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Homemaking, Snowbabies, and the Search for the North Pole: Josephine Diebitsch Peary and the Making of National History

North by Degree

North by Degree

After crossing Casco Bay by ferry, packages are delivered to islanders by the taxi driver. This week, I found a package on my doorstep and hurried it inside, just as a rainstorm hit the island. I was thrilled to find that it  contained a copy of the newly-published book “North by Degree: New Perspectives on Arctic Exploration” (Lightning Rod Press, American Philosophical Society) that includes my article “Homemaking, Snowbabies, and the Search for the North Pole: Josephine Diebitsch Peary and the Making of National History.”

Josephine Diebitsch Peary

Josephine Diebitsch Peary

Since 2007, Peaks Island Press has offered its readers a glimpse of the daily lives, inspirations, and publications of the many authors who call Peaks Island home. Once in a great while, I turn the spotlight on myself and share something about my own writing process or publications. “Homemaking, Snowbabies, and the Search for the North Pole” started with a conference presentation that I gave at the Academy of Natural Sciences in Philadelphia in 2008 where an amazing assemblage of speakers gathered to bring new perspective to the history of Arctic exploration. The timing was very meaningful as 2008 was the centennial of Robert E. Peary’s 1908-09 North Pole Expedition and it was also the fourth International Polar Year. I was honored to be invited to share my research: an account of Robert Peary’s quest for the North Pole through the eyes of his wife, Josephine. Here’s an excerpt from the article to give you a sense for the story:

Patricia Erikson in Greenland, researching Josephine Peary

Patricia Erikson in Greenland, researching Josephine Peary

“The notoriously deadly and tragic outcomes of many prior Arctic expeditions had made the idea of taking a woman, more specifically a white woman, to the Arctic seem ridiculous to the American public in the 1890s. In 1891, three years after their marriage, Josephine embarked on her first of several Arctic expeditions with Robert Peary. She did this despite public criticism that the expedition was too dangerous for her and in spite of the male expedition members who resented her presence and what they called her “scandalously short” traveling costume. (Erikson, p. 266).

I don’t believe my research travels ever involved a scandalously short traveling costume, but I did a fair amount of retracing Josephine’s footsteps before I wrote about her. That journey included interviewing Peary family members, visiting the Peary cottage at Eagle Island, diving into the archives at the Maine Women Writers Collection (UNE), at Bowdoin College, and at Dartmouth College, and traveling to Qaanaaq, Greenland to gather oral history from Inuit peoples whose ancestors played crucial roles in the Peary expeditions. I’ll share more about these adventures for those of you who love research, non-fiction, and travel.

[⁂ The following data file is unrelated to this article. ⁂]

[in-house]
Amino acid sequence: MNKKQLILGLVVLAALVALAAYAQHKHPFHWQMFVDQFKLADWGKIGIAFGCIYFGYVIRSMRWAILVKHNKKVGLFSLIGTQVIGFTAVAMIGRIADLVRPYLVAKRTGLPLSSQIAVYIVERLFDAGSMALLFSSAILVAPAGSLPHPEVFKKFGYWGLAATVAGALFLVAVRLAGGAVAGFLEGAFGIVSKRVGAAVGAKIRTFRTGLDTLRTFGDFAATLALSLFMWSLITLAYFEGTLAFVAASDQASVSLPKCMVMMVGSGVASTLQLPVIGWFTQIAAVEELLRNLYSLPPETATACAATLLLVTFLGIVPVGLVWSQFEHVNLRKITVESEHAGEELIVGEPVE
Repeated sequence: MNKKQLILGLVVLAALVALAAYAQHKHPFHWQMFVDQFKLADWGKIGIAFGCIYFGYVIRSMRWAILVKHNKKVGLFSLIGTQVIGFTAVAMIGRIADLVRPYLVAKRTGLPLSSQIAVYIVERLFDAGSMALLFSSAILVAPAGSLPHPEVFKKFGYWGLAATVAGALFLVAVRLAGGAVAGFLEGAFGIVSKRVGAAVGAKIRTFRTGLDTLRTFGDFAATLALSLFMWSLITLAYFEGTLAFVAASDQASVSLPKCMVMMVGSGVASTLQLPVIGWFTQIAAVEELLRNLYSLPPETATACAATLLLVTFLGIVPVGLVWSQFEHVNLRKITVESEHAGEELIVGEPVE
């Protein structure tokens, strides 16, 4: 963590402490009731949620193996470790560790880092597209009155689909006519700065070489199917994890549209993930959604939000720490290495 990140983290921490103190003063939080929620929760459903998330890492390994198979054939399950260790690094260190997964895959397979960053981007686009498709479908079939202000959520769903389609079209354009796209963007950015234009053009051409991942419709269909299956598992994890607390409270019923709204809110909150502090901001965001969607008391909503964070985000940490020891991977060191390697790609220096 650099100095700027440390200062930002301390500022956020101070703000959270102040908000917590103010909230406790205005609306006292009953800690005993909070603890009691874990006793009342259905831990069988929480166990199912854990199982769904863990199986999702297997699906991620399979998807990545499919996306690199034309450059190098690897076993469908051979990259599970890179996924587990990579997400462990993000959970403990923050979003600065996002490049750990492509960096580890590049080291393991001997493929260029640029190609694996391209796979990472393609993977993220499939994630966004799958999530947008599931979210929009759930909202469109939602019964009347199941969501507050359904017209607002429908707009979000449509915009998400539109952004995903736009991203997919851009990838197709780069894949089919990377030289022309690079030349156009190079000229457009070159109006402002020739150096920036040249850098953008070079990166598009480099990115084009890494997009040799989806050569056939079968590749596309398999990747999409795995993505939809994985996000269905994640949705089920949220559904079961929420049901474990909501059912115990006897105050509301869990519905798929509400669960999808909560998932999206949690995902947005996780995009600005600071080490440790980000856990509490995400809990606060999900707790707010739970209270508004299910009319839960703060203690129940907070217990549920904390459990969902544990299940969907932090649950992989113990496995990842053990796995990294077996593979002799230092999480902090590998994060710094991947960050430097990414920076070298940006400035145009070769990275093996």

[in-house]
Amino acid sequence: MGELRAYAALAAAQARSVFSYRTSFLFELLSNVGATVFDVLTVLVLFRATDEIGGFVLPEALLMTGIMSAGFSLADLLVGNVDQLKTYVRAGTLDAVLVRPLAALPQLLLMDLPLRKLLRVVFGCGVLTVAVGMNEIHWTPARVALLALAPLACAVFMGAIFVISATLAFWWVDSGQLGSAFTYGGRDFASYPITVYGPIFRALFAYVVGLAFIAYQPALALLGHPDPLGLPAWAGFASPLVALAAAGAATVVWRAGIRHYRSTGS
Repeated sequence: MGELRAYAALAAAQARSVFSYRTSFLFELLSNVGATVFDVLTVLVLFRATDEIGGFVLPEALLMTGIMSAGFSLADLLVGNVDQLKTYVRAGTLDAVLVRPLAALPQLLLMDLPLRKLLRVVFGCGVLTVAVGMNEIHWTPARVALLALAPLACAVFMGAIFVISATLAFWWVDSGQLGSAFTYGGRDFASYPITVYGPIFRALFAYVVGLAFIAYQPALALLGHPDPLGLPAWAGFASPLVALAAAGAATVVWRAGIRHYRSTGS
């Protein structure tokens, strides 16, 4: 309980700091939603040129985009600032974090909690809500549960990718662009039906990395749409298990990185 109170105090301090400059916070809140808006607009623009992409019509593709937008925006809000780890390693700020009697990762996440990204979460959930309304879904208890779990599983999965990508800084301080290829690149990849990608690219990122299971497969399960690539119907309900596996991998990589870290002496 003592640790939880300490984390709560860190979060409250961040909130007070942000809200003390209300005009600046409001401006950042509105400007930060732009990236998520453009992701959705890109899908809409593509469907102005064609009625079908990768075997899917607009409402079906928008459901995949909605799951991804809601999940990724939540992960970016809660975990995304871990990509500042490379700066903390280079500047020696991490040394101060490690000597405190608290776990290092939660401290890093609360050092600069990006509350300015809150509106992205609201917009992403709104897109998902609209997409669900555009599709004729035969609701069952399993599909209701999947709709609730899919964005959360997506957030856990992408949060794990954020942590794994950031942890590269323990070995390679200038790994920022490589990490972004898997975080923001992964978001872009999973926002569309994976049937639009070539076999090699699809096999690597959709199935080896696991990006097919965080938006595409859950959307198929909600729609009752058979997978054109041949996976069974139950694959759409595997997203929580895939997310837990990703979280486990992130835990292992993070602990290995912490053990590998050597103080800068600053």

In the meantime, if you’d like to read some of my writing about the Peary family, you can check out the following that are available online:

Meet the Other Pearys

January 2011 Portland Magazine Issue

Extramarital trysts of national heroes no longer surprise Americans. From Monticello to the White House, our Founding Fathers, presidents, and (more recently) sports celebrities have made their legacies more, uh, complicated by having children out of wedlock. Despite these controversies, the life histories and memoirs of these so-called illegitimate descendants present fascinating new opportunities to reconsider the faded photos in our national scrapbook. Well, fascinating to me anyway.

What does this have to do with authors on Peaks Island? Although the Peaks Island Press blog usually features the “doings” of other island authors, I’m letting readers know that this month’s Portland Magazine has published some of my own writing. “Meet the Other Pearys” recounts how American Arctic explorer Robert E. Peary took an Inuit mistress in Greenland and how his American and Inuit descendants have reunited after many decades of separation and silence.

Robert E. Peary in furs. Library of Congress

This article draws from some of my long-term work on Josephine Diebitsch Peary (May 22, 1863 – December 19, 1955), wife of Robert E. Peary. Peary’s grandson, Edward Stafford, and great grandson, Hivshu, both generously shared family history with me.  North Pole Legacy: Black, White, and Eskimo by Allen Counter offered another essential source on this chapter of the history of American Arctic exploration.

Previously, I published “Snow Queen: A Woman in Full,” another Portland Magazine article that highlighted Josephine Peary’s contributions to her husband’s Arctic expeditions. This isn’t available online, but you can access a different article on Josephine that I published in the journal Arctic.

So get into the winter spirit by reading about the Arctic!

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